as positive or negative depending on geographic location and be affected by social
issues such as racism and gender roles.  


idea that the family is dynamic and changes over time is supported by both
theories. Student’s learning and development
in school can be positively or negatively influenced by family events. Negative
events such as a divorce and a death in the family can require a student to
adapt to the change while continuing to perform in school. The Family Systems
Theory states that when families go through a change whether positive or
negative they enter a state of morphogenesis (Grant & Ray, 2016, p. 41) A family cannot
remain in this state and still be deemed as fully functioning. All families would
like to reach a state of equilibrium in which there is a balance between the
adaptation and the stability there once was before the life changing event. The
Ecological Systems Theory describes a student’s lifetime changes as the chronosystem.

The EST goes a bit farther than just family events to include historical world
events, the economic status and influences of the media (Grant & Ray, 2016, p. 44) We are now in
technological age in which student have access to cellphones, computers and
virtual learning that students in prior decades did not.


A major
difference between the Ecological Systems Theory and Family Systems theory is the
observance of interdependence and isolation. The Family Systems theory can be
broken down into its characteristics of a system but cannot be studied
independent of the whole system. This can be seen in the first characteristic
of the FST in which “the whole is greater than
the sum of its parts” (Grant & Ray, 2016, p. 35). In this model, it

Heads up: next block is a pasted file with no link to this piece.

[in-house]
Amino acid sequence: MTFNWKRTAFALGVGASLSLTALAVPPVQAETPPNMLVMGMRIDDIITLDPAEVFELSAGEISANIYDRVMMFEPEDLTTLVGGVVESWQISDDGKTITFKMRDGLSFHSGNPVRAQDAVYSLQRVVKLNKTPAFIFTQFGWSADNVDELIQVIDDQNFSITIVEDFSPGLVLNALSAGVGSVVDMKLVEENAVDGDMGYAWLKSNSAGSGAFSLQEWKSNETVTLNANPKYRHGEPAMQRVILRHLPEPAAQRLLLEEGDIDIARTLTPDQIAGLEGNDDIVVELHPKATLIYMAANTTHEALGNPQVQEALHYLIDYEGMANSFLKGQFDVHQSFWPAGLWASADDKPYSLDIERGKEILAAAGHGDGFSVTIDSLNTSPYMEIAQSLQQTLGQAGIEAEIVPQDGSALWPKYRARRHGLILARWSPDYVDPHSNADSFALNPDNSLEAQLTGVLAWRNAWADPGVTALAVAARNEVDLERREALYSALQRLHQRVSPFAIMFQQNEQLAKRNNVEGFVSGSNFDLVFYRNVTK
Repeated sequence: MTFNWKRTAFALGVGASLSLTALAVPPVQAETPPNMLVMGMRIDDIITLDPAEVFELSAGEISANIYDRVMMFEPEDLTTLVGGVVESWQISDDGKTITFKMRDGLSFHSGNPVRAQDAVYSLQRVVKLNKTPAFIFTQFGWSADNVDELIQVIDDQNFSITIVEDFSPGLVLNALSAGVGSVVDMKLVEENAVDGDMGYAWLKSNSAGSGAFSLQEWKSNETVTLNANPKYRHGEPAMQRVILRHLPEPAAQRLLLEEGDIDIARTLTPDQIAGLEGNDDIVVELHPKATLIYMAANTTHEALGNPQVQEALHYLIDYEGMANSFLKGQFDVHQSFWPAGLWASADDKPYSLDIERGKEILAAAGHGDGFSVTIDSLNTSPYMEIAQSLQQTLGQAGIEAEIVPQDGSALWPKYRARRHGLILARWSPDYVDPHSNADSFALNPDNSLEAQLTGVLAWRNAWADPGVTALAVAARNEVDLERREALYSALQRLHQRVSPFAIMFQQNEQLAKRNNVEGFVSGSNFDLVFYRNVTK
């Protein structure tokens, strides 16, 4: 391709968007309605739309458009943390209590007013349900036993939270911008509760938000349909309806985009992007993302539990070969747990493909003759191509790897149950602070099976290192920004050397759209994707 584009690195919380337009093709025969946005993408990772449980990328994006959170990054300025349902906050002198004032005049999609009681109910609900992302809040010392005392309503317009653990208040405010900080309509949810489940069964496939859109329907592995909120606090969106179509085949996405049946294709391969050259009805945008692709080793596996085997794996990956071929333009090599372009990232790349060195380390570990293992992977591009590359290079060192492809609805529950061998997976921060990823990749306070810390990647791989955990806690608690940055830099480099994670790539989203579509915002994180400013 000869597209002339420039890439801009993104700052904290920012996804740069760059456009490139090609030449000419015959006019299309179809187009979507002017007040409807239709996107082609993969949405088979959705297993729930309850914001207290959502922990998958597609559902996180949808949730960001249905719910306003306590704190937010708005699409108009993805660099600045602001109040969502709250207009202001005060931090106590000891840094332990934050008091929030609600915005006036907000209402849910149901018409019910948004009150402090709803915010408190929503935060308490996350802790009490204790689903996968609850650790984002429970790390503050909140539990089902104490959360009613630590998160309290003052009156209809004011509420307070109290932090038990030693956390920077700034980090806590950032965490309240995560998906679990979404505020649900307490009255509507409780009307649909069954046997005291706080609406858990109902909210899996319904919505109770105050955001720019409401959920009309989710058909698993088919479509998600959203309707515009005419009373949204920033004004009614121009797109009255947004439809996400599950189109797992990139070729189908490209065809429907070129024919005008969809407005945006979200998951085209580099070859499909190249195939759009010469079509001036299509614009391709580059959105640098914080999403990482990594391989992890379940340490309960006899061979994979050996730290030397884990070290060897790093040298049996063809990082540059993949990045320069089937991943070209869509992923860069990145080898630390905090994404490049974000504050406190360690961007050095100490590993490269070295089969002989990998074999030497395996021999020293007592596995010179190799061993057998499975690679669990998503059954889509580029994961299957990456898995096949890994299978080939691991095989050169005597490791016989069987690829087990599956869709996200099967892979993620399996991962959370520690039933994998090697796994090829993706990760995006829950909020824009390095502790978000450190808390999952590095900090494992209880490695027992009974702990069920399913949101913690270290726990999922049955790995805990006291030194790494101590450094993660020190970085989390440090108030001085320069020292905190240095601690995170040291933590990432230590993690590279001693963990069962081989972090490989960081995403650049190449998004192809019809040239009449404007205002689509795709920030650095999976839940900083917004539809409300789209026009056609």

is difficult to study one aspect of a student’s
family influence without looking at another. Contrary, the Ecological system give
educators a wider context of how and why students are impacted by various
settings. Each setting impacts one another and can be applied in various ways
but also can be studied on it lonesome. For example, if a student’s parent changed jobs that would be examined in the exosystem of the
EST. The exosystem can be applied in its influence of the mesosystem and
microsystem. In the FST, a parental change in occupation would be studied in various
characteristics such as family roles, dynamic change and self-regulation. The
Ecological Systems Theory gives educators the ability take information of a
child’s family and apply that information to a wider
context (Grant & Ray, 2016, p. 46).


current research and literature show that children’s learning, development and behavior cannot be solely attributed to
the child. A child is a reflection of their family, community and environment.

With the Family Systems Theory and Ecological Systems Theory educators can dig
deeper to understand a child’s
motivations, resources and influences in the classroom rather than simply
his/her face value. Family engagement is critical to ensuring that children
excel and families a connected and aid in their children’s education.



























Works Cited
Grant, K. B., & Ray, J. A. (2016). Home,
School, and Community Collaboration: Culturally Responsive Family Engagement (3rd
Edition ed.). Thousand Oaks, California, US: SAGE Publications, Inc.